“I just sort of watched them,” he said. “They made it work, and it looked fun, so I decided to give it a shot.”


FunnyMaine has been on the air at 95.7 JAMZ for seven years, but his first stint at the station in 2007 got off to a rocky start.

“They threw me in with three professionals who had been doing the morning show together as a team for years,” he said. “I was brought in to be the comic relief, but I wasn’t adding anything. I wasn’t ready to contribute to their chemistry.”

A year later, FunnyMaine was gone. In 2012, however, he was ready for a radio return.

“I just stayed in contact with the people I met [at the station], and I kept working at comedy,” he said. “When that next opportunity came around, I was quicker.”

In 2012, 95.7 JAMZ offered FunnyMaine an opportunity to co-host with radio personality Dwight “D. Stone” Stone the “D. Stone and FunnyMaine in the Afternoon” show. On air, the pacing and delivery have to be rapid.

“You’ve got anywhere from 15 to 45 seconds to get that joke out, so there’s not a lot of extra time to set up,” FunnyMaine said. “You gotta jump right into it if you’re going to do it. That definitely makes you a lot faster.”

Next, FunnyMaine plans to get into writing and producing sketch comedy. He already works with other comics in Birmingham and across the U.S.

“My goal is to do the behind-the-scenes comedy stuff,” he said. “We write a lot of scripts and try to produce them. I like the behind-the-scenes aspect of it, I don’t have to be the [leading man, like] Denzel [Washington]. … I’d much rather write great scripts and inspiring pieces, and coach people. That’s more of what I’m about.”


FunnyMaine is the youngest of 11 in a family that includes four adopted siblings. Being the youngest helped him learn through observation.

“There was nothing left,” he laughed. “There was a fight for everything. My parents were loving, but by the time I was born they were like, ‘Maine, just figure it out. … You’ve got 10 examples to watch, we’re sure you can figure it out.’”

So, he did just that.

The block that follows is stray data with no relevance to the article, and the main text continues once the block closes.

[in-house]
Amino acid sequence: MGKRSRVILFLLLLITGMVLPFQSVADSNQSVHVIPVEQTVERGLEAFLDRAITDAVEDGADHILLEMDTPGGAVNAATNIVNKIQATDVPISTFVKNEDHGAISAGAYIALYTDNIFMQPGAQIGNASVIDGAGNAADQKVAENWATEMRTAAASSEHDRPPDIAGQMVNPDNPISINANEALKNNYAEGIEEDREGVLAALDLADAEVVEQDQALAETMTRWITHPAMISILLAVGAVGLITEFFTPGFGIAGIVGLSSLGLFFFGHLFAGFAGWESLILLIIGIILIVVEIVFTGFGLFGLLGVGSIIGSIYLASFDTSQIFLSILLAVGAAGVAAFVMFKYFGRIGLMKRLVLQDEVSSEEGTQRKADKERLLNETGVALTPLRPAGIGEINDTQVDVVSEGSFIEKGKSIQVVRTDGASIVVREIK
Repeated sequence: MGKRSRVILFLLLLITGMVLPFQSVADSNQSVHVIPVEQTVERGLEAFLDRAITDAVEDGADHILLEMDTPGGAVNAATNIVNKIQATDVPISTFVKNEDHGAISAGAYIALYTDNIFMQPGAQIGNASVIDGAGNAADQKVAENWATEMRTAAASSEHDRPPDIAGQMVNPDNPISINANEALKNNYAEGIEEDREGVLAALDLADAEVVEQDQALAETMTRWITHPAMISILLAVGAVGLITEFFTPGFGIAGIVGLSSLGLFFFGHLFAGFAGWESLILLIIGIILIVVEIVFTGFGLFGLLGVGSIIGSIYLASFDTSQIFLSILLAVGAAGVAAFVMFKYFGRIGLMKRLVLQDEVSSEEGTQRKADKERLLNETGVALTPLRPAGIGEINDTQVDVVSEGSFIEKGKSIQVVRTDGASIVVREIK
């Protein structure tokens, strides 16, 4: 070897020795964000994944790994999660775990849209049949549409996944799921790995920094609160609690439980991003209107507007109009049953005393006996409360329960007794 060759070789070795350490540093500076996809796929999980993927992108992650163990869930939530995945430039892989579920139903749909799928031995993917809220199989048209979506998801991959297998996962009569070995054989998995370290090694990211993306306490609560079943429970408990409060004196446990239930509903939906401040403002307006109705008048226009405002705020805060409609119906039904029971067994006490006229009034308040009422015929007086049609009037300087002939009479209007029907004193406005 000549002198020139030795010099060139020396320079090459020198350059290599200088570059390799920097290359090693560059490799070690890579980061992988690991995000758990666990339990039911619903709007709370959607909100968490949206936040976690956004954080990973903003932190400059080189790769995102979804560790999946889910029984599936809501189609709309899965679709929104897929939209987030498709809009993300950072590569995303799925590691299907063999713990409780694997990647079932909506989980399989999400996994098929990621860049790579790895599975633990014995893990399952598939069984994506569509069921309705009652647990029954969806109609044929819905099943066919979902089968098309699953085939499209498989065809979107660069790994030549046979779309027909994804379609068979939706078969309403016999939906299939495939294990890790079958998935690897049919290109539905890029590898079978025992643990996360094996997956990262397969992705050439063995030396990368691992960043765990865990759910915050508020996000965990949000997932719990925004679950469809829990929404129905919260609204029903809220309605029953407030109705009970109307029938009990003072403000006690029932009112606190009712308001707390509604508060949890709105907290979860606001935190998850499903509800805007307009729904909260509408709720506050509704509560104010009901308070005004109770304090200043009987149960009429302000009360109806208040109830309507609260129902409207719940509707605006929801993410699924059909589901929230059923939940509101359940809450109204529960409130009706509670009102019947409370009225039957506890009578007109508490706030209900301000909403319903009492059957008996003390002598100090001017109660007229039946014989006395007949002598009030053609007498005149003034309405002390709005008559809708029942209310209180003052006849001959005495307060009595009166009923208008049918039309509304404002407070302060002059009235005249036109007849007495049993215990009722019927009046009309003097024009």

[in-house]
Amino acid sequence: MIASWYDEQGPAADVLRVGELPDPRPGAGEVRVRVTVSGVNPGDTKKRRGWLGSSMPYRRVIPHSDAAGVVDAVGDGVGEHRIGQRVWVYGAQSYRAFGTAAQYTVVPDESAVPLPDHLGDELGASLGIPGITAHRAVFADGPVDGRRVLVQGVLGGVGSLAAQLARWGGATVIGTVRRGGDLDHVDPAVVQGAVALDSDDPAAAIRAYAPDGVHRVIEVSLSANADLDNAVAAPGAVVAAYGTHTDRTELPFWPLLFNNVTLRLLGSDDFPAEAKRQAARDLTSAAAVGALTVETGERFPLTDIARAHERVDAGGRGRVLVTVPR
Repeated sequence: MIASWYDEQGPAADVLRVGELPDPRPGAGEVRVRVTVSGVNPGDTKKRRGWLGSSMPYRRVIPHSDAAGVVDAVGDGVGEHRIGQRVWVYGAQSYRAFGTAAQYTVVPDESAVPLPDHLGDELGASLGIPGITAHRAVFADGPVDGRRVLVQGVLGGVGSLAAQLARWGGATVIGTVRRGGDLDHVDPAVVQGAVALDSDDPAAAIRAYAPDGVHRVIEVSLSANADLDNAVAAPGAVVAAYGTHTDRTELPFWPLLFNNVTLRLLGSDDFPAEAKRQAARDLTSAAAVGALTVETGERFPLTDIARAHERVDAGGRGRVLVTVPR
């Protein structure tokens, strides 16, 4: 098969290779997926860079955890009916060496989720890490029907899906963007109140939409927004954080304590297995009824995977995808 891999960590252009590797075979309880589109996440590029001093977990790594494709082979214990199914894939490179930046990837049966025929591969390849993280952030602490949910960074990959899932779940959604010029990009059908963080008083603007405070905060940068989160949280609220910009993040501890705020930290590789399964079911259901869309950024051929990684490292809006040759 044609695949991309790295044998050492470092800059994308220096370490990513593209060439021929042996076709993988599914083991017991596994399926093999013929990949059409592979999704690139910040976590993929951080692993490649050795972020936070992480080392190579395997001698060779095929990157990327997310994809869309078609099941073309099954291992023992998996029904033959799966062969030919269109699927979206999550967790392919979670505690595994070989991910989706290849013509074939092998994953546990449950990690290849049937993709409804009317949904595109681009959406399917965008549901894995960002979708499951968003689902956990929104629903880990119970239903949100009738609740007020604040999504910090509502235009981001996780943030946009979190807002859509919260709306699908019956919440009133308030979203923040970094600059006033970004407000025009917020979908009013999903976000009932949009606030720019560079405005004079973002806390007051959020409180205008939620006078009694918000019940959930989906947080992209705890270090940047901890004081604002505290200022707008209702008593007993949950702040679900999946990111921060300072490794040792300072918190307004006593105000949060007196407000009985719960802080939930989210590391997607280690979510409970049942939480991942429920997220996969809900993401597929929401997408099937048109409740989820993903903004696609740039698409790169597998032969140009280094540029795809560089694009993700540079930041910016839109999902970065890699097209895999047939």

“I learned to drive a car that way. I learned to play instruments that way,” said FunnyMaine, who plays percussion and piano. “I was the smart guy of the house. Straight A’s.”

Speaking of family, FunnyMaine’s “big brother” in the business is Birmingham’s own Rickey Smiley. The two host “Karaoke Nights with Rickey Smiley” every Monday at The StarDome comedy club—an event that’s sold out through August.

“We acknowledge Rickey as our ‘Top Guy.’ There’s admirable respect from everybody [in Birmingham’s comedy scene],” FunnyMaine said. “He and I talk almost every day. We have a relationship in which he will let me know when I’m out of pocket. He’ll let me know when I’m doing the right thing or when I’m on the wrong path. He’s never led me wrong, not one time.

“He tells me everything he sees in me. He told me to take the cursing out of my act, how to be professional and be on time. And this is a consistent thing. I’ve been in the game for so many years, and Rickey is still on me ’til this day.”

FunnyMaine describes Birmingham’s comedy style as one that’s based around the church, “and just being Southern, a little country, and the stuff we go through, … but it appeals to so many people,” he said. “Rickey has elevated that style, and now it’s up to us to keep the momentum going.”

Follow FunnyMaine on Twitter, Facebook, Instagram, and Snapchat @Funnymaine; and visit his website for tour info and more at www.funnymaine.com

To read more about Birmingham comedians, click here 

To read more about Birmingham comedians, click here

To read more about Birmingham comedians, click here